Ramesh Ponnuru writes in the latest issue of National Review:
By November, nobody is going to remember who Sandra Fluke is. That’s what Republicans need to keep in mind as they judge the political impact of opposing the Obama administration’s latest health-care mandate. The issue is likely to help Republicans in the fall, if they can keep their wits about them."
Ponnuru offers good advice to opponents of the mandate. For example, they should start emphasizing that it's an abortion pill mandate, not merely a contraception mandate:
Opponents of the mandate can take several steps to increase their chances of persuading voters to side with them. Too many of them have acquiesced to the White House/media line that what’s at issue is a “contraceptive mandate.” The mandate also covers the drug ella, sometimes dubbed “the week-after pill,” which induces abortion. It is to the great credit of non-Catholics such as Senator Roy Blunt (R., Mo.), the sponsor of the Senate bill to overturn the mandate, that they have stood in defense of the freedom of Catholic institutions. But it is not just Catholics who object to abortion drugs, and highlighting their inclusion in the mandate would broaden the anti-mandate coalition. It is also worth noting that if the administration is correct in claiming it has the legal authority to impose this mandate, it has the authority to require coverage of surgical abortions as well. Only political prudence has stayed its hand so far.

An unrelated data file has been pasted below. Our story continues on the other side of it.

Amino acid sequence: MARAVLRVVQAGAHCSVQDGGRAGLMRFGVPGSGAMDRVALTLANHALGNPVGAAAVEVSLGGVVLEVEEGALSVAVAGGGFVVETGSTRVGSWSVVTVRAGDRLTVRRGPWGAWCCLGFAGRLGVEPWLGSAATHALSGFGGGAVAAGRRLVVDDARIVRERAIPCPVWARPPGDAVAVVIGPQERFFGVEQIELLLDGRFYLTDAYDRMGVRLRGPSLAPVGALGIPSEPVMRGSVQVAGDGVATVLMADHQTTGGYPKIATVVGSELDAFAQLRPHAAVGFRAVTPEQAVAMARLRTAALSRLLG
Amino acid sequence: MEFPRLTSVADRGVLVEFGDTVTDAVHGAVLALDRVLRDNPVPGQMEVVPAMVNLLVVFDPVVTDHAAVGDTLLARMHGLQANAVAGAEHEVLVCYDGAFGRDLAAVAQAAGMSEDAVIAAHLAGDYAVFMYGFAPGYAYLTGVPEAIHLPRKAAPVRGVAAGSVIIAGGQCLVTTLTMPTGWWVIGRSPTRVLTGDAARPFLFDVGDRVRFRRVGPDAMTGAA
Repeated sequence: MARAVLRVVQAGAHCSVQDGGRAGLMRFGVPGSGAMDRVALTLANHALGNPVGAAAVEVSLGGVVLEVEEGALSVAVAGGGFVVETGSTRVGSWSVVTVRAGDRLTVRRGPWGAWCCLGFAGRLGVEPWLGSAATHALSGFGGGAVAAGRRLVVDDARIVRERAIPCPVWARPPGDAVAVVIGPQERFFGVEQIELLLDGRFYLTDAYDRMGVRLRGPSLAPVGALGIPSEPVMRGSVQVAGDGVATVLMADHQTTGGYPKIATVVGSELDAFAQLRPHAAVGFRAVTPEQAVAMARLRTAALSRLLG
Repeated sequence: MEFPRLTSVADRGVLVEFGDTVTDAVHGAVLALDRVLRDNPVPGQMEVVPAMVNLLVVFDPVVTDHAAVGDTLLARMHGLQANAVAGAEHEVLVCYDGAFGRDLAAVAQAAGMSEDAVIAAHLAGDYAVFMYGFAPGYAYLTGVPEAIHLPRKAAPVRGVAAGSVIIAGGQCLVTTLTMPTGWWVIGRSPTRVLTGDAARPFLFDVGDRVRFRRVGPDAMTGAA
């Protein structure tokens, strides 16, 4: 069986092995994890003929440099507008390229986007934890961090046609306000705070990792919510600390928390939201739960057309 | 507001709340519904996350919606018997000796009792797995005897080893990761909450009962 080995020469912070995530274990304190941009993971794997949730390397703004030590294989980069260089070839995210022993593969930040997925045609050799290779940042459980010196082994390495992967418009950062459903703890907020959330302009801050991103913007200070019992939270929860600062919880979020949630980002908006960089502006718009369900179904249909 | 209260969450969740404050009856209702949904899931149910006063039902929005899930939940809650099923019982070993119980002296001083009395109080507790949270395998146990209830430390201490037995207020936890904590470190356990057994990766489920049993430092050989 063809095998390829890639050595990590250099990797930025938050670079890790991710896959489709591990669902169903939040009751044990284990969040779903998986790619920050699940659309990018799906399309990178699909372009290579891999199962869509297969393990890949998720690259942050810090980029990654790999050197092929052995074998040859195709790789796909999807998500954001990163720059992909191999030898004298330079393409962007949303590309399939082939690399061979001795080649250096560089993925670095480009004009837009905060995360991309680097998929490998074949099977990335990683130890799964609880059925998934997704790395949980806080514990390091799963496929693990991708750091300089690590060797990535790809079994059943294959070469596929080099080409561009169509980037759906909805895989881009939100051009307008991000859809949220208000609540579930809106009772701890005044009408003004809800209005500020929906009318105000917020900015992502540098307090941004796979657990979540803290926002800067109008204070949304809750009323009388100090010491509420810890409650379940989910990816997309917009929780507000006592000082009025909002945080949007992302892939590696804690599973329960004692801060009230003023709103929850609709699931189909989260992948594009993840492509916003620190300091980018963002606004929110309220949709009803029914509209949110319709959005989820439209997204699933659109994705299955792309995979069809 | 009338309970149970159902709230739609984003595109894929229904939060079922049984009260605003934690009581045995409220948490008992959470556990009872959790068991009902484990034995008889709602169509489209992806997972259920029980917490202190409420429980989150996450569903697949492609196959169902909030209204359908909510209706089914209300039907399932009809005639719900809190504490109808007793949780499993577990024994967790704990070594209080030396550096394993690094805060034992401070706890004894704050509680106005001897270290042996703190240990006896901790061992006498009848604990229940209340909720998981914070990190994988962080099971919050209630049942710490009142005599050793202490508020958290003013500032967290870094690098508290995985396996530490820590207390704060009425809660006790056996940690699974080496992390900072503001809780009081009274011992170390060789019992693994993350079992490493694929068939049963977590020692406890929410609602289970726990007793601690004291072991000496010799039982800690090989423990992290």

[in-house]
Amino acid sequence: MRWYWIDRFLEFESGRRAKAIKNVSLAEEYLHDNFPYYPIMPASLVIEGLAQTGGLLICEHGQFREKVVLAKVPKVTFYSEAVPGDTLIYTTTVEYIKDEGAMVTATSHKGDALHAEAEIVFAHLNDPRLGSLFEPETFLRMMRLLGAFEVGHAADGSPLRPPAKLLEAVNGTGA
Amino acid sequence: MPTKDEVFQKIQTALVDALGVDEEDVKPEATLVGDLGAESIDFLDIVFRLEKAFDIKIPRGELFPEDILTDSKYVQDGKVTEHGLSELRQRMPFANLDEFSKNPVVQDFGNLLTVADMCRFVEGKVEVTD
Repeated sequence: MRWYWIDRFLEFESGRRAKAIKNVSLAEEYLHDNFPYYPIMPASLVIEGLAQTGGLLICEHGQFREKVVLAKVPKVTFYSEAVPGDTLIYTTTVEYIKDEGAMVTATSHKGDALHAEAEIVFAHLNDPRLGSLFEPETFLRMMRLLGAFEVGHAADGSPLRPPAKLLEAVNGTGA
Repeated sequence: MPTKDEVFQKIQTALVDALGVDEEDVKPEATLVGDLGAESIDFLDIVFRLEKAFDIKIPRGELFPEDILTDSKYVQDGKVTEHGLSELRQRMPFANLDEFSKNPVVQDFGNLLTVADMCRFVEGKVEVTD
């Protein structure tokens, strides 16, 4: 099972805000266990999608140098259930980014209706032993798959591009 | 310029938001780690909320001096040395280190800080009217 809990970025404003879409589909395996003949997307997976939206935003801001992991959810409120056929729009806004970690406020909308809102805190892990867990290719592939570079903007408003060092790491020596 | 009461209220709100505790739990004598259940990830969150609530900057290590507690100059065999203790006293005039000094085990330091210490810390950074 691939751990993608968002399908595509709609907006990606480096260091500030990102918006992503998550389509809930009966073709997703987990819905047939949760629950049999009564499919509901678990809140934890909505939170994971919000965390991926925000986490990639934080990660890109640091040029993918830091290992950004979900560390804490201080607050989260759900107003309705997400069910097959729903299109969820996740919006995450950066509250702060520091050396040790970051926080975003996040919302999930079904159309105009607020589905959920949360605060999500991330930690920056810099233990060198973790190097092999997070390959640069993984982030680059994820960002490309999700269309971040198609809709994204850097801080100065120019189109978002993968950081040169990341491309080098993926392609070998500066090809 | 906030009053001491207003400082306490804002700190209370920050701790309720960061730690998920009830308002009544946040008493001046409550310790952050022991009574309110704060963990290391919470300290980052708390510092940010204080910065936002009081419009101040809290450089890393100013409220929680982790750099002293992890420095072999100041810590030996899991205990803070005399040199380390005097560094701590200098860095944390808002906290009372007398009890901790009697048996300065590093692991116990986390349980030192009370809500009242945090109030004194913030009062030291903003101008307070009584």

Read the whole thing here.
Another angle that opponents of the mandate have failed to emphasize is that the mandate won't merely violate the consciences of "insurers" or "employers"--employees will have to violate their consciences when the government forces them to purchase insurance that pays for abortion pills.
All of the polling to date on the mandate has focused regulating "insurers," "employers," and "religious institutions." But what if a pollster asked whether "individuals" should be required to purchase insurance that pays for abortion pills?
If Americans overwhelmingly oppose the individual mandate--Obamacare's requirement to buy insurance or pay a fine--then requiring individuals to purchase insurance that covers morally objectionable services must be even more unpopular.
If it isn't repealed or struck down by the court, the individual mandate--however repugnant in principle--will only directly hit the small portion of the population that is uninsured in January 2014. In August of 2012, the abortion pill mandate will force more than half the country to purchase something they find morally objectionable.